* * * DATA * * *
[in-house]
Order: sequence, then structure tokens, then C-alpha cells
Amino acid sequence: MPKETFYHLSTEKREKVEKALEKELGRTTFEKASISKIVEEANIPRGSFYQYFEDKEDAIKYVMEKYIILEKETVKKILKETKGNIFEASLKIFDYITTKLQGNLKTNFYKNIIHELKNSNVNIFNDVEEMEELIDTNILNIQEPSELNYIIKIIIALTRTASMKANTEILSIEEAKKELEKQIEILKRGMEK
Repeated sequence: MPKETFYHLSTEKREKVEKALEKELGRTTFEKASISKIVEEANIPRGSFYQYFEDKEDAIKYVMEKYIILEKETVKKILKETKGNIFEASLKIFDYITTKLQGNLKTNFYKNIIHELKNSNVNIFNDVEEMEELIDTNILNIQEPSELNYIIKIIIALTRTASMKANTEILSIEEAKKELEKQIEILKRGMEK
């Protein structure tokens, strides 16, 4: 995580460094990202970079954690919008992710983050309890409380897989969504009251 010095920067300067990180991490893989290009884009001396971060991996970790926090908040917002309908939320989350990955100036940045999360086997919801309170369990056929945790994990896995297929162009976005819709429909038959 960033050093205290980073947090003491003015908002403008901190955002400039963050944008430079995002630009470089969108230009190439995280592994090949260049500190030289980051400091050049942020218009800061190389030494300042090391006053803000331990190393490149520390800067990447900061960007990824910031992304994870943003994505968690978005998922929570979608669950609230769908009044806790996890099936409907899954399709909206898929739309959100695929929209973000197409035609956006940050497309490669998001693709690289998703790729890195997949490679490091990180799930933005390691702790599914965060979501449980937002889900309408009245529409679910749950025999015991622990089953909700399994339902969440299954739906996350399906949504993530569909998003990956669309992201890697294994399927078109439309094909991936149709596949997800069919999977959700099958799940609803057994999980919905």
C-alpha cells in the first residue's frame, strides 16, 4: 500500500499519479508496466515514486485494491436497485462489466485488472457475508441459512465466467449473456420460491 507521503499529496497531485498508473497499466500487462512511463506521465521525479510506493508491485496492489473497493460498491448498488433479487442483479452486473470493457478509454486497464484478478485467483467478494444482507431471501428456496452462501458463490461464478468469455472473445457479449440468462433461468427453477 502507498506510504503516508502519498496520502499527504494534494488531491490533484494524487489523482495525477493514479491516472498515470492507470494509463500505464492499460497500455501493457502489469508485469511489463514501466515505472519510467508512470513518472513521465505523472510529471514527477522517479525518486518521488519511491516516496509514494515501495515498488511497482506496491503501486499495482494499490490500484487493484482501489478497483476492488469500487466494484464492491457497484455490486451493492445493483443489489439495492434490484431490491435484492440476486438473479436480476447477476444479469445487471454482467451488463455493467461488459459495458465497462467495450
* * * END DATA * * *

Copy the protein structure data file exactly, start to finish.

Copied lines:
[in-house]
Order: sequence, then structure tokens, then C-alpha cells
Amino acid sequence: MPKETFYHLSTEKREKVEKALEKELGRTTFEKASISKIVEEANIPRGSFYQYFEDKEDAIKYVMEKYIILEKETVKKILKETKGNIFEASLKIFDYITTKLQGNLKTNFYKNIIHELKNSNVNIFNDVEEMEELIDTNILNIQEPSELNYIIKIIIALTRTASMKANTEILSIEEAKKELEKQIEILKRGMEK
Repeated sequence: MPKETFYHLSTEKREKVEKALEKELGRTTFEKASISKIVEEANIPRGSFYQYFEDKEDAIKYVMEKYIILEKETVKKILKETKGNIFEASLKIFDYITTKLQGNLKTNFYKNIIHELKNSNVNIFNDVEEMEELIDTNILNIQEPSELNYIIKIIIALTRTASMKANTEILSIEEAKKELEKQIEILKRGMEK
């Protein structure tokens, strides 16, 4: 995580460094990202970079954690919008992710983050309890409380897989969504009251 010095920067300067990180991490893989290009884009001396971060991996970790926090908040917002309908939320989350990955100036940045999360086997919801309170369990056929945790994990896995297929162009976005819709429909038959 960033050093205290980073947090003491003015908002403008901190955002400039963050944008430079995002630009470089969108230009190439995280592994090949260049500190030289980051400091050049942020218009800061190389030494300042090391006053803000331990190393490149520390800067990447900061960007990824910031992304994870943003994505968690978005998922929570979608669950609230769908009044806790996890099936409907899954399709909206898929739309959100695929929209973000197409035609956006940050497309490669998001693709690289998703790729890195997949490679490091990180799930933005390691702790599914965060979501449980937002889900309408009245529409679910749950025999015991622990089953909700399994339902969440299954739906996350399906949504993530569909998003990956669309992201890697294994399927078109439309094909991936149709596949997800069919999977959700099958799940609803057994999980919905």
C-alpha cells in the first residue's frame, strides 16, 4: 500500500499519479508496466515514486485494491436497485462489466485488472457475508441459512465466467449473456420460491 507521503499529496497531485498508473497499466500487462512511463506521465521525479510506493508491485496492489473497493460498491448498488433479487442483479452486473470493457478509454486497464484478478485467483467478494444482507431471501428456496452462501458463490461464478468469455472473445457479449440468462433461468427453477 502507498506510504503516508502519498496520502499527504494534494488531491490533484494524487489523482495525477493514479491516472498515470492507470494509463500505464492499460497500455501493457502489469508485469511489463514501466515505472519510467508512470513518472513521465505523472510529471514527477522517479525518486518521488519511491516516496509514494515501495515498488511497482506496491503501486499495482494499490490500484487493484482501489478497483476492488469500487466494484464492491457497484455490486451493492445493483443489489439495492434490484431490491435484492440476486438473479436480476447477476444479469445487471454482467451488463455493467461488459459495458465497462467495450